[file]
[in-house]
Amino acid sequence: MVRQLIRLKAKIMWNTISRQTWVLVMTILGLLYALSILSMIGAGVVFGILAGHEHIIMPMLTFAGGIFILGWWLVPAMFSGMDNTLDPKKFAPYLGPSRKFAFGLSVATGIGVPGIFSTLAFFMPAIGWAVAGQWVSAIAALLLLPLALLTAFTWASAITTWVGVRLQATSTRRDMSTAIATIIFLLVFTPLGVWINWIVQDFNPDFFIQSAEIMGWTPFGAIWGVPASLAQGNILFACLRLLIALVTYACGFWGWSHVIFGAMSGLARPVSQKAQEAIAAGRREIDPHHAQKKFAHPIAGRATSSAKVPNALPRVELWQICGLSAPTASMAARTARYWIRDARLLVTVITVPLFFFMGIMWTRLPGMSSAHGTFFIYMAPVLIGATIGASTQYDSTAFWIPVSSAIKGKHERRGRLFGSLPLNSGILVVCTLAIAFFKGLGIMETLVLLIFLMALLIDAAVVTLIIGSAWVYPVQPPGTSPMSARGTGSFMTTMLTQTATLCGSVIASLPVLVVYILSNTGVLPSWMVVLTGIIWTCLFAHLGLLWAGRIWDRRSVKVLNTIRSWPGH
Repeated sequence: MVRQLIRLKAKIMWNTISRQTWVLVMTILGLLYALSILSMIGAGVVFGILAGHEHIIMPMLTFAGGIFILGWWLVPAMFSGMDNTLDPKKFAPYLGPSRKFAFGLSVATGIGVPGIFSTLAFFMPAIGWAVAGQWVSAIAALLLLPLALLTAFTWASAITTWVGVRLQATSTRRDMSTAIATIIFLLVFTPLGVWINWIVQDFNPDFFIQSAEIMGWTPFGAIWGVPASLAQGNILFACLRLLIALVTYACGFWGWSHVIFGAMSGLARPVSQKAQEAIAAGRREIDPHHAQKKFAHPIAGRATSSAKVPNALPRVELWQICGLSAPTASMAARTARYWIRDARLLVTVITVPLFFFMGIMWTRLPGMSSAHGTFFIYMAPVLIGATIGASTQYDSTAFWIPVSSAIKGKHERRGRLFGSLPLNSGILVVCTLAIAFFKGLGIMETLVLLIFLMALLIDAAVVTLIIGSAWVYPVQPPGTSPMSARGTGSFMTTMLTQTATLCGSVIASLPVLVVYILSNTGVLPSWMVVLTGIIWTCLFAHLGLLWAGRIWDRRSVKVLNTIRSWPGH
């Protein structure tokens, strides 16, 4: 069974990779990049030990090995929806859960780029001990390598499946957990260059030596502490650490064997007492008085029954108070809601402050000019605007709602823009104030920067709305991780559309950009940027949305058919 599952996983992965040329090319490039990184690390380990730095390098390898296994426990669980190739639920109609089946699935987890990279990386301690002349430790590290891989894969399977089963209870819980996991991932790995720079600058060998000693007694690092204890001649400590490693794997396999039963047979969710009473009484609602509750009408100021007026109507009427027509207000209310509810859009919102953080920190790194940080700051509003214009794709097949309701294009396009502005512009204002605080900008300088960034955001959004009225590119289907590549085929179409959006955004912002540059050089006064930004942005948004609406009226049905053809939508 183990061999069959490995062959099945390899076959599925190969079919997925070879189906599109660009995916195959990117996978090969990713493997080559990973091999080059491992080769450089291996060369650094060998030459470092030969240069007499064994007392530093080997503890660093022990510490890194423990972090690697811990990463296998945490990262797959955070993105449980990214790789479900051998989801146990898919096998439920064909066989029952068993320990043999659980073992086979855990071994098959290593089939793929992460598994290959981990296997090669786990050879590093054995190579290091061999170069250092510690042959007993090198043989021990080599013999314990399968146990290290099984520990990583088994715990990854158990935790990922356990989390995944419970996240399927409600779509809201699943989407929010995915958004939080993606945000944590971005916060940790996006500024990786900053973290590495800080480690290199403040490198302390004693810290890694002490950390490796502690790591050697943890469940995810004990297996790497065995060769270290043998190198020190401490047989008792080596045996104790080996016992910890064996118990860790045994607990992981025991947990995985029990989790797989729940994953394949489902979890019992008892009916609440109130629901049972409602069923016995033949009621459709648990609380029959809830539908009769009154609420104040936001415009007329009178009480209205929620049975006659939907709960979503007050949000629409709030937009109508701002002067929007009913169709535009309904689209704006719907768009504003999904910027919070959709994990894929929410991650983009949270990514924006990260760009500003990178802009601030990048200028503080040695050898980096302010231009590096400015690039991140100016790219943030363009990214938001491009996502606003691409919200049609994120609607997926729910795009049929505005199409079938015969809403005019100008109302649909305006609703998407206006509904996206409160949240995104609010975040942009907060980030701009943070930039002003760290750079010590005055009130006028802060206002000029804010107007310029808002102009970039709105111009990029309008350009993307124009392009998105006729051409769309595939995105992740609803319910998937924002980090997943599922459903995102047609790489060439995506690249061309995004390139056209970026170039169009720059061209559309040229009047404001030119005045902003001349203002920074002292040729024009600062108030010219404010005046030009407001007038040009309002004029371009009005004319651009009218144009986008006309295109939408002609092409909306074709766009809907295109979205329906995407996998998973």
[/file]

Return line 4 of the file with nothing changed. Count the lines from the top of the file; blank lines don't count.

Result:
């Protein structure tokens, strides 16, 4: 069974990779990049030990090995929806859960780029001990390598499946957990260059030596502490650490064997007492008085029954108070809601402050000019605007709602823009104030920067709305991780559309950009940027949305058919 599952996983992965040329090319490039990184690390380990730095390098390898296994426990669980190739639920109609089946699935987890990279990386301690002349430790590290891989894969399977089963209870819980996991991932790995720079600058060998000693007694690092204890001649400590490693794997396999039963047979969710009473009484609602509750009408100021007026109507009427027509207000209310509810859009919102953080920190790194940080700051509003214009794709097949309701294009396009502005512009204002605080900008300088960034955001959004009225590119289907590549085929179409959006955004912002540059050089006064930004942005948004609406009226049905053809939508 183990061999069959490995062959099945390899076959599925190969079919997925070879189906599109660009995916195959990117996978090969990713493997080559990973091999080059491992080769450089291996060369650094060998030459470092030969240069007499064994007392530093080997503890660093022990510490890194423990972090690697811990990463296998945490990262797959955070993105449980990214790789479900051998989801146990898919096998439920064909066989029952068993320990043999659980073992086979855990071994098959290593089939793929992460598994290959981990296997090669786990050879590093054995190579290091061999170069250092510690042959007993090198043989021990080599013999314990399968146990290290099984520990990583088994715990990854158990935790990922356990989390995944419970996240399927409600779509809201699943989407929010995915958004939080993606945000944590971005916060940790996006500024990786900053973290590495800080480690290199403040490198302390004693810290890694002490950390490796502690790591050697943890469940995810004990297996790497065995060769270290043998190198020190401490047989008792080596045996104790080996016992910890064996118990860790045994607990992981025991947990995985029990989790797989729940994953394949489902979890019992008892009916609440109130629901049972409602069923016995033949009621459709648990609380029959809830539908009769009154609420104040936001415009007329009178009480209205929620049975006659939907709960979503007050949000629409709030937009109508701002002067929007009913169709535009309904689209704006719907768009504003999904910027919070959709994990894929929410991650983009949270990514924006990260760009500003990178802009601030990048200028503080040695050898980096302010231009590096400015690039991140100016790219943030363009990214938001491009996502606003691409919200049609994120609607997926729910795009049929505005199409079938015969809403005019100008109302649909305006609703998407206006509904996206409160949240995104609010975040942009907060980030701009943070930039002003760290750079010590005055009130006028802060206002000029804010107007310029808002102009970039709105111009990029309008350009993307124009392009998105006729051409769309595939995105992740609803319910998937924002980090997943599922459903995102047609790489060439995506690249061309995004390139056209970026170039169009720059061209559309040229009047404001030119005045902003001349203002920074002292040729024009600062108030010219404010005046030009407001007038040009309002004029371009009005004319651009009218144009986008006309295109939408002609092409909306074709766009809907295109979205329906995407996998998973």